Third Way Perspectives
April 29th, 2013
By: Woei Ling Leow* and Ryan Fitzpatrick
The tragic losses of Apollo 1 did not petrify the U.S. and derail the Moon Shot program. The collapse of Henry Ford’s first car company did not mean that the world would never want his product. And the demise of Fisker does not condemn the electric vehicle (EV) to certain failure.
If anything, Apollo 1 strengthened the resolve of those involved to do better. It also provided NASA with information and experience that would one day be critical to successfully landing Apollo 11 on the moon and ensuring the safe return of the Apollo 13 crew despite overwhelming odds. Apollo 1 was a great teacher, and perhaps its biggest lesson is that a nation cannot be held back by individual losses if it intends to achieve greatness.
Yes, Fisker is in the tank. But like Apollo 1, lessons will be learned from this failure. For one, future entrepreneurs and venture capitalists will take note of business strategies that are helping Fisker’s competitors succeed. For instance, Fisker focused on body styling and depended on other companies for technology. Tesla, on the other hand, developed its own technology that eventually brought in revenue streams through partnerships with Toyota and Daimler.
April 10th, 2013
By Rep. Ami Bera and Ed Gerwin
Need a better job? Want a more fulfilling career?
In today’s digital world, social networks such as LinkedIn are vital for professional success. A strong network of friends and colleagues can break down barriers and open doors, and it is often the surest way to find a job, land business and build a career.
In the global economy, networking is critical for countries too. By linking economies and reducing impediments to commerce, trade agreements can boost economic growth, open up business opportunities and support better jobs for workers.
When America networks on trade, we succeed. More than 45 percent of U.S. goods exports go to the 20 countries with which we have trade agreements, including Canada and Mexico, our biggest export partners. And our trade with these partners tends to be more balanced. In recent years, America has had trade surpluses in manufactured goods and services with our trade agreement partners.
But America still has considerable trade networking to do, especially in forging stronger links with the fast-growing economies in East Asia — a region that will add over a billion new middle-class consumers in the next decade and import an estimated $10 trillion in 2020 alone.
March 27th, 2013
This piece was originally published on GE’s “Idea’s Lab” website.
Japan’s recent announcement that it’s seeking to join the Trans-Pacific Partnership (TPP) trade negotiations has created quite a stir in trade circles.
Adding Japan and its $4 trillion economy to the TPP talks would substantially boost the economic and political importance of any eventual trade deal and create major new export opportunities for the United States and the 10 other TPP countries. But, as Third Way noted in a recent letter to Congressional trade leaders, TPP negotiators also face a huge challenge in assuring that Japan’s strong tradition of shielding its farm, manufacturing, and services sectors doesn’t derail the goal of creating a truly comprehensive, high-standard agreement that broadly opens up Asia-Pacific trade.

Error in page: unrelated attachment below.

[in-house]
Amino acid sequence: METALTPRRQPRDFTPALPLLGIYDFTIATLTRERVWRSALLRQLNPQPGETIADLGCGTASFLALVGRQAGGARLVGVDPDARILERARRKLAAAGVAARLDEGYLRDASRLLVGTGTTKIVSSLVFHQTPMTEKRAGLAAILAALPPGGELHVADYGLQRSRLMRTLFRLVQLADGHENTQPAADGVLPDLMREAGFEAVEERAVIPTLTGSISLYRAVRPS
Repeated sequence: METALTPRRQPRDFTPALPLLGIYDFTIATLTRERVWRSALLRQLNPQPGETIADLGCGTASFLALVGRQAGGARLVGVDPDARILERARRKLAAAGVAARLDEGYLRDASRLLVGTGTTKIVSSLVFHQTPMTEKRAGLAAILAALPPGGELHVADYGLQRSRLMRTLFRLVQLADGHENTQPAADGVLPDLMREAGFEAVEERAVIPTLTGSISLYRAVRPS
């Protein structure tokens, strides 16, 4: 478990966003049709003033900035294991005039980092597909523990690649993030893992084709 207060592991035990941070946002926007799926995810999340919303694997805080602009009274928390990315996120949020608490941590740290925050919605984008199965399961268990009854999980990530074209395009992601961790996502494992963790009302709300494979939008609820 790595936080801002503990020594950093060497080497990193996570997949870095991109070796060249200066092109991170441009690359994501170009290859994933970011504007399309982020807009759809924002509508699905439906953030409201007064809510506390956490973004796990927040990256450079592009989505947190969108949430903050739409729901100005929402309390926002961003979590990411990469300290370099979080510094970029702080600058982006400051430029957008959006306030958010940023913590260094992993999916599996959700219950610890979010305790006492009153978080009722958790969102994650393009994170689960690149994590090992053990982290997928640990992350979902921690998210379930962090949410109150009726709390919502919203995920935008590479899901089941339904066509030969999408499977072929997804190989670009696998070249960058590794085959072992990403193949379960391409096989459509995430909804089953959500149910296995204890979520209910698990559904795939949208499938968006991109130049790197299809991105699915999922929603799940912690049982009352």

Seemingly lost in all the recent buzz about Japan is another important TPP development–the admission of Canada and Mexico to the TPP talks last fall. This less-heralded development is highly significant, particularly for the United States and our producers and workers.
But why? Isn’t the United States already linked to Canada and Mexico under NAFTA? How would the TPP improve things?
March 27th, 2013
Our nation’s history is proof that manufacturing jobs lead to middle-class growth. At roughly the same time manufacturing’s share of the total workforce dropped from 20% to 9%, the middle class has shrunk from 61% of the U.S. population to 51%. While the U.S. manufacturing sector has recovered 500,000 jobs since early 2010, a major opportunity is surfacing in the clean energy sector. A $7 trillion clean energy market is developing around the world, and clean energy manufacturing provides an opportunity to renew and modernize our manufacturing sector.
The Obama Administration is already moving to help companies seize the clean energy opportunities. The Department of Energy is launching a new Clean Energy Manufacturing Initiative (CEMI), focused on growing American manufacturing of clean energy products. Led by Office of Energy Efficiency & Renewable Energy, the initiative includes modern analysis of the global clean energy manufacturing supply chain to inform the Department’s future funding decisions. This is a program that will empower companies to use our nation’s competitive advantages for their and America’s gain. It is ensuring our government is the most-well-informed government in the world and can help American companies out-compete the likes of China, South Korea, or Germany.